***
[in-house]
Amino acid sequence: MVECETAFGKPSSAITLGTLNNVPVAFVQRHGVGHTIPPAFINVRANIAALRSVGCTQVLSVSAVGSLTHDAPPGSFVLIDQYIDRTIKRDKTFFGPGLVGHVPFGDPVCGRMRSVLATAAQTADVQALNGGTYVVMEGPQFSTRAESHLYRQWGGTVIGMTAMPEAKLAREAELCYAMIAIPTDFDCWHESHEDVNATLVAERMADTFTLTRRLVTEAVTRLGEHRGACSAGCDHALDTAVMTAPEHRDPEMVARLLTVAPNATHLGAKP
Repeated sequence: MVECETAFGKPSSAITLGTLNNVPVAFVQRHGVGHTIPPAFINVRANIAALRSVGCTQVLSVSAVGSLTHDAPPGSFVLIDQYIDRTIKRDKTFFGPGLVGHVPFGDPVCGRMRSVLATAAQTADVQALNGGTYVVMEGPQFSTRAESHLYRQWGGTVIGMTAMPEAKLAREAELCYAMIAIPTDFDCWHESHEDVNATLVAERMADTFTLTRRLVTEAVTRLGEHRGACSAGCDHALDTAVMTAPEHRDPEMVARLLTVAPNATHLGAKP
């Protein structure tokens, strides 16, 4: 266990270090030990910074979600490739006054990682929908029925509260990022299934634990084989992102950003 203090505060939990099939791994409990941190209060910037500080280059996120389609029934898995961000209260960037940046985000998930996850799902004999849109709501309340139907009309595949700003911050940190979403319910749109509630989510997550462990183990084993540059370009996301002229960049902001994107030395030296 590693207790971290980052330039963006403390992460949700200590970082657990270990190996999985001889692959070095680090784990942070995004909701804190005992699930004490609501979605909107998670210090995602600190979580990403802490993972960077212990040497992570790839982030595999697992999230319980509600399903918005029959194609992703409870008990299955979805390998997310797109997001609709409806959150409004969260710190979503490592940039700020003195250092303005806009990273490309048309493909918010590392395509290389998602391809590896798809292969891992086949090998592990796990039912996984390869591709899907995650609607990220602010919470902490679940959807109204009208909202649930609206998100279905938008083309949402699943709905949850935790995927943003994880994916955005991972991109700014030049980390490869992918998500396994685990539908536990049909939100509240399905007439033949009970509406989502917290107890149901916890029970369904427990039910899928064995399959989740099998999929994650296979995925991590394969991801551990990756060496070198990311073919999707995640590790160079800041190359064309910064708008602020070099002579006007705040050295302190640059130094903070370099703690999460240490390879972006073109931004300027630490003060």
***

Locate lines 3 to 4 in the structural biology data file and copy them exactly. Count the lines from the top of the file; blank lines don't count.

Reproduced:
Repeated sequence: MVECETAFGKPSSAITLGTLNNVPVAFVQRHGVGHTIPPAFINVRANIAALRSVGCTQVLSVSAVGSLTHDAPPGSFVLIDQYIDRTIKRDKTFFGPGLVGHVPFGDPVCGRMRSVLATAAQTADVQALNGGTYVVMEGPQFSTRAESHLYRQWGGTVIGMTAMPEAKLAREAELCYAMIAIPTDFDCWHESHEDVNATLVAERMADTFTLTRRLVTEAVTRLGEHRGACSAGCDHALDTAVMTAPEHRDPEMVARLLTVAPNATHLGAKP
């Protein structure tokens, strides 16, 4: 266990270090030990910074979600490739006054990682929908029925509260990022299934634990084989992102950003 203090505060939990099939791994409990941190209060910037500080280059996120389609029934898995961000209260960037940046985000998930996850799902004999849109709501309340139907009309595949700003911050940190979403319910749109509630989510997550462990183990084993540059370009996301002229960049902001994107030395030296 590693207790971290980052330039963006403390992460949700200590970082657990270990190996999985001889692959070095680090784990942070995004909701804190005992699930004490609501979605909107998670210090995602600190979580990403802490993972960077212990040497992570790839982030595999697992999230319980509600399903918005029959194609992703409870008990299955979805390998997310797109997001609709409806959150409004969260710190979503490592940039700020003195250092303005806009990273490309048309493909918010590392395509290389998602391809590896798809292969891992086949090998592990796990039912996984390869591709899907995650609607990220602010919470902490679940959807109204009208909202649930609206998100279905938008083309949402699943709905949850935790995927943003994880994916955005991972991109700014030049980390490869992918998500396994685990539908536990049909939100509240399905007439033949009970509406989502917290107890149901916890029970369904427990039910899928064995399959989740099998999929994650296979995925991590394969991801551990990756060496070198990311073919999707995640590790160079800041190359064309910064708008602020070099002579006007705040050295302190640059130094903070370099703690999460240490390879972006073109931004300027630490003060």